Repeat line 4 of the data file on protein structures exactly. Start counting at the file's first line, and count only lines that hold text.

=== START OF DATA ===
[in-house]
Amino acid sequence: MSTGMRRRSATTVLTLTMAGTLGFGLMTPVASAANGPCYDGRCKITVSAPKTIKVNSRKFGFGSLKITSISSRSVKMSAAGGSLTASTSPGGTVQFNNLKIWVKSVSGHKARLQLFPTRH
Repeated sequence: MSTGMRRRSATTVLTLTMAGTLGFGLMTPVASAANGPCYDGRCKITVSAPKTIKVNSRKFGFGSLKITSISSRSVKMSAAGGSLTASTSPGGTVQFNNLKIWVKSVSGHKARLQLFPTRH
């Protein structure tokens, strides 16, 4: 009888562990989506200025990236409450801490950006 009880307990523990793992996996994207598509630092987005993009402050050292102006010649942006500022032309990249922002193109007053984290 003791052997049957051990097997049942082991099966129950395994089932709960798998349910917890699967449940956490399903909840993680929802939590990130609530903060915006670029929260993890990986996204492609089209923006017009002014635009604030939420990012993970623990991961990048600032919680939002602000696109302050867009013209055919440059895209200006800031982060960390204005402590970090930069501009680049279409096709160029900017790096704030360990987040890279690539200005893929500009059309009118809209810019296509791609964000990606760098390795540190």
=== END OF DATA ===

């Protein structure tokens, strides 16, 4: 009888562990989506200025990236409450801490950006 009880307990523990793992996996994207598509630092987005993009402050050292102006010649942006500022032309990249922002193109007053984290 003791052997049957051990097997049942082991099966129950395994089932709960798998349910917890699967449940956490399903909840993680929802939590990130609530903060915006670029929260993890990986996204492609089209923006017009002014635009604030939420990012993970623990991961990048600032919680939002602000696109302050867009013209055919440059895209200006800031982060960390204005402590970090930069501009680049279409096709160029900017790096704030360990987040890279690539200005893929500009059309009118809209810019296509791609964000990606760098390795540190």